Award-winning photographer Yamashita: Singapore never fails to amaze me
Award-winning lensman here to photograph how Ramadan is observed
A National Geographic photographer for 40 years, Michael Yamashita, 69, is capturing for the first time how Muslims in Singapore observe the month of Ramadan.
In the five days he was in town last month, he visited and photographed places such as Geylang Serai for the Hari Raya Light-Up and the Yusof Ishak Mosque in Woodlands, where he saw Muslims performing their last prayer for the day.
These photos will be among many others, also taken by Yamashita, to be considered for a Singapore edition National Geographic magazine, to be published in August to celebrate National Day.
The Ministry of Communications and Information (MCI) said 250,000 copies will be released via various public channels, including community clubs and public libraries.
Yamashita was also one of the judges of the #WhatMakesSG photography competition, which closed on May 22.The Japanese-American said his career began in Singapore, where he lived between 1976 and 1977.
He was shooting destinations around Asia, such as Japan and Thailand for Batey Ads, the advertising agency for Singapore Airlines at the time.
Yamashita returned to the US and scored a job with National Geographic in 1978.
Specialising in Asia, he has done stories on Marco Polo's journey from Venice to China, the Korean Demilitarised Zone, and Japan's history and culture.
He has also received numerous awards, including those from the National Press Photographers Association Pictures of the Year and the New York International Independent Film Festival.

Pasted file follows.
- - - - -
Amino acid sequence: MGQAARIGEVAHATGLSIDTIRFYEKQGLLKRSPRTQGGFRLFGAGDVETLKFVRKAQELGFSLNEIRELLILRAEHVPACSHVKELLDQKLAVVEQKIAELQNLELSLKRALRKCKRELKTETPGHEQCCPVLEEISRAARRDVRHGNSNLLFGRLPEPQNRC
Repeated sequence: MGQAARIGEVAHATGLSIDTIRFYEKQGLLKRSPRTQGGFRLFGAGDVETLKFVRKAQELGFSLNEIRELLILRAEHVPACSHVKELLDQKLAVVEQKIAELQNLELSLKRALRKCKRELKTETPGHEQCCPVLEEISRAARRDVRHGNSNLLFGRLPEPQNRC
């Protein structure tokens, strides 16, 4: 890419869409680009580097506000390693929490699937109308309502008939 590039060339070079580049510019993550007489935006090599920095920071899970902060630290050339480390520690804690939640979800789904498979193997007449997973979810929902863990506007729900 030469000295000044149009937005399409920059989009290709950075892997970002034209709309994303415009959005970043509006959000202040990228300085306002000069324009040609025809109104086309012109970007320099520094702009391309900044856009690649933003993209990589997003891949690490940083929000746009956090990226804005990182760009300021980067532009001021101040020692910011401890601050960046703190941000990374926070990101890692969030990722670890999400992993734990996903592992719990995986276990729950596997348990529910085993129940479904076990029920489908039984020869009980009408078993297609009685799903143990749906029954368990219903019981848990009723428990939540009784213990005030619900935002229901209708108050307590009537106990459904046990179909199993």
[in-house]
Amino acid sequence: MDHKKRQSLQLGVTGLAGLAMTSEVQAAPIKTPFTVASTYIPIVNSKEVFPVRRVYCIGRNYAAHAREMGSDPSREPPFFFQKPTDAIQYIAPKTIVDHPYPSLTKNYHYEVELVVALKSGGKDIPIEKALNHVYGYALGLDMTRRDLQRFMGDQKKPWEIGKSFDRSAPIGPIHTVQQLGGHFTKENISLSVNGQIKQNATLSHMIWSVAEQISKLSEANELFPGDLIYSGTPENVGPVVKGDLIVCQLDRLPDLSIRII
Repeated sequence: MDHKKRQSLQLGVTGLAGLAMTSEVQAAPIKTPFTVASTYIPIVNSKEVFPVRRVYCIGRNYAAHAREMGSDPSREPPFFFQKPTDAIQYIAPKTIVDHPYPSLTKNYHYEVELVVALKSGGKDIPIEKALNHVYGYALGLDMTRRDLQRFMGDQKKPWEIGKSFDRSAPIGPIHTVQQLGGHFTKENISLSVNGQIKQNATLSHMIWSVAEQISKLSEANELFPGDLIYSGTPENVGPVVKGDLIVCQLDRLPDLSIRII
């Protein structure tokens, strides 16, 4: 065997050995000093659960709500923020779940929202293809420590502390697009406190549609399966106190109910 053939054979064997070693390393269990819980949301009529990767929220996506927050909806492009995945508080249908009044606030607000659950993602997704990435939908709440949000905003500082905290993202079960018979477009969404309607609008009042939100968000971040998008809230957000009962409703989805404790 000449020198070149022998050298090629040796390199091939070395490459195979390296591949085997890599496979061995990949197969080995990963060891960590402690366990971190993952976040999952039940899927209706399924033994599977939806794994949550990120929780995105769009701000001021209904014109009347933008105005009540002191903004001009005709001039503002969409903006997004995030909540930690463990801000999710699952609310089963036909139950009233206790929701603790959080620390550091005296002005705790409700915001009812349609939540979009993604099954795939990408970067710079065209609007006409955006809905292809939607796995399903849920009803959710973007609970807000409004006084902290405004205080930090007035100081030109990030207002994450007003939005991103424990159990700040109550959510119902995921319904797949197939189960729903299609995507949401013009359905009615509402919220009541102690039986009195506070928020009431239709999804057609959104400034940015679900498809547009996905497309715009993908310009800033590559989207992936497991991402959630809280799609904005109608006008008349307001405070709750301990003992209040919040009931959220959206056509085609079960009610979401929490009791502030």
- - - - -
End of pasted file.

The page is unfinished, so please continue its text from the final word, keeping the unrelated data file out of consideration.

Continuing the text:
He visited Singapore again in the 1980s on other assignments.
He told The New Paper: "The nostalgic part of me misses the time when there were real stalls in Chinatown, for example. It was a much simpler time then."
More recently, Yamashita was in town in April to shoot photos on sustainability here for local investment company Temasek, 20 of which will be displayed today at Ecosperity, Temasek's annual sustainability conference.
And on May 21, he photographed Prime Minister Lee Hsien Loong and his wife, Ms Ho Ching, at the Singapore Botanic Gardens as part of the #WhatMakesSG campaign.
Yamashita said: "It was interesting for me because Mr Lee is also a photographer. From his Instagram feed, I can tell he knows his stuff."
Yamashita also had the opportunity to photograph Jewel Changi Airport for the campaign. The Jewel opens to the public next year.
He said there is a good mix of the old and the new in Singapore.
"Some cities have changed very fast and without much reflection, but the good thing about Singapore is a lot of effort has been put in to preserve the past.
"At the same time, it is a forward-looking city. Singapore never fails to amaze and impress me."